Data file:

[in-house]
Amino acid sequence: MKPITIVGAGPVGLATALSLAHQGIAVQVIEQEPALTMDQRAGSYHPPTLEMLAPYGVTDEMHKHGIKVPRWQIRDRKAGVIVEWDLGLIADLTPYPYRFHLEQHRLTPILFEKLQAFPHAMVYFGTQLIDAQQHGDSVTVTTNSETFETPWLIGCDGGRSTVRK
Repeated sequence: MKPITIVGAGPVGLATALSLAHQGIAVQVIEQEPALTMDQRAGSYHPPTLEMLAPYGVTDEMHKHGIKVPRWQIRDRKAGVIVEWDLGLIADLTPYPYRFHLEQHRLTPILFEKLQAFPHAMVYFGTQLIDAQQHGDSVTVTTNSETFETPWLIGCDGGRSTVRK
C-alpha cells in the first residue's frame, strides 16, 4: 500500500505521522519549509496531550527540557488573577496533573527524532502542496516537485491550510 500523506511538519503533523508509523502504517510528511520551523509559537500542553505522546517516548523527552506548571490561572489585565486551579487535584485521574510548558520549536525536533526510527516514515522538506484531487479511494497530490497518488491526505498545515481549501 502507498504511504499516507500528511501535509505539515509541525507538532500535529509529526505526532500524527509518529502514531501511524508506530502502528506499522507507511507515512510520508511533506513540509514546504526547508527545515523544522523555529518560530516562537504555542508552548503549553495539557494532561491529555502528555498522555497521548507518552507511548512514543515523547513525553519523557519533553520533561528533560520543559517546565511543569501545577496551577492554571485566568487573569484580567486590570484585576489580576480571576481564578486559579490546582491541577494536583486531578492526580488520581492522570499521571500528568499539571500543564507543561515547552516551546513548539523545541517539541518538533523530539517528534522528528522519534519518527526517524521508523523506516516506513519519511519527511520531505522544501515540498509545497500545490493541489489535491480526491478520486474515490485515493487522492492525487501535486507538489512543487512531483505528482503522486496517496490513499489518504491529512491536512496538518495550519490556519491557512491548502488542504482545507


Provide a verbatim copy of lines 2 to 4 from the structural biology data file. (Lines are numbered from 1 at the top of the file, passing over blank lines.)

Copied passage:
Amino acid sequence: MKPITIVGAGPVGLATALSLAHQGIAVQVIEQEPALTMDQRAGSYHPPTLEMLAPYGVTDEMHKHGIKVPRWQIRDRKAGVIVEWDLGLIADLTPYPYRFHLEQHRLTPILFEKLQAFPHAMVYFGTQLIDAQQHGDSVTVTTNSETFETPWLIGCDGGRSTVRK
Repeated sequence: MKPITIVGAGPVGLATALSLAHQGIAVQVIEQEPALTMDQRAGSYHPPTLEMLAPYGVTDEMHKHGIKVPRWQIRDRKAGVIVEWDLGLIADLTPYPYRFHLEQHRLTPILFEKLQAFPHAMVYFGTQLIDAQQHGDSVTVTTNSETFETPWLIGCDGGRSTVRK
C-alpha cells in the first residue's frame, strides 16, 4: 500500500505521522519549509496531550527540557488573577496533573527524532502542496516537485491550510 500523506511538519503533523508509523502504517510528511520551523509559537500542553505522546517516548523527552506548571490561572489585565486551579487535584485521574510548558520549536525536533526510527516514515522538506484531487479511494497530490497518488491526505498545515481549501 502507498504511504499516507500528511501535509505539515509541525507538532500535529509529526505526532500524527509518529502514531501511524508506530502502528506499522507507511507515512510520508511533506513540509514546504526547508527545515523544522523555529518560530516562537504555542508552548503549553495539557494532561491529555502528555498522555497521548507518552507511548512514543515523547513525553519523557519533553520533561528533560520543559517546565511543569501545577496551577492554571485566568487573569484580567486590570484585576489580576480571576481564578486559579490546582491541577494536583486531578492526580488520581492522570499521571500528568499539571500543564507543561515547552516551546513548539523545541517539541518538533523530539517528534522528528522519534519518527526517524521508523523506516516506513519519511519527511520531505522544501515540498509545497500545490493541489489535491480526491478520486474515490485515493487522492492525487501535486507538489512543487512531483505528482503522486496517496490513499489518504491529512491536512496538518495550519490556519491557512491548502488542504482545507